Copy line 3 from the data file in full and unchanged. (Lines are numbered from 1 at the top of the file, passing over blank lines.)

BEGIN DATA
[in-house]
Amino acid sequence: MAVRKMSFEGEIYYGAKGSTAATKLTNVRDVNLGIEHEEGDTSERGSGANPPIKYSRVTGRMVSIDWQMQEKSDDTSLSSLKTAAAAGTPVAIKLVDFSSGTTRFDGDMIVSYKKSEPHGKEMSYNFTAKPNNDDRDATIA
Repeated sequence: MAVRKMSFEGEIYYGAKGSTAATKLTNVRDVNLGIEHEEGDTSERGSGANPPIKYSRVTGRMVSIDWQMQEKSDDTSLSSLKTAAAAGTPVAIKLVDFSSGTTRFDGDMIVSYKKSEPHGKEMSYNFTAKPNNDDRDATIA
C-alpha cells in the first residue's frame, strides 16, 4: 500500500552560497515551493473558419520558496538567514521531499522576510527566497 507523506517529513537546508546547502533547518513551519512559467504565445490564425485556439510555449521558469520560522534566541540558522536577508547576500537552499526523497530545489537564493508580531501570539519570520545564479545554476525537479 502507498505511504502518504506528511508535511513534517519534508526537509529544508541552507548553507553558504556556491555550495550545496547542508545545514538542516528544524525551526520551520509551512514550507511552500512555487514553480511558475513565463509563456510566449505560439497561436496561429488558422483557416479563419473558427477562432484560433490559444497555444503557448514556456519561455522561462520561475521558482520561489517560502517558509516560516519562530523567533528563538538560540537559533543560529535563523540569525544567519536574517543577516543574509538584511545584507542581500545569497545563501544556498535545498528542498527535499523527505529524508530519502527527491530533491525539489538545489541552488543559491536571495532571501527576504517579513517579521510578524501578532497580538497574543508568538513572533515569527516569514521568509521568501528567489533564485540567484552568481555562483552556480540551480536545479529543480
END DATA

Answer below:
Repeated sequence: MAVRKMSFEGEIYYGAKGSTAATKLTNVRDVNLGIEHEEGDTSERGSGANPPIKYSRVTGRMVSIDWQMQEKSDDTSLSSLKTAAAAGTPVAIKLVDFSSGTTRFDGDMIVSYKKSEPHGKEMSYNFTAKPNNDDRDATIA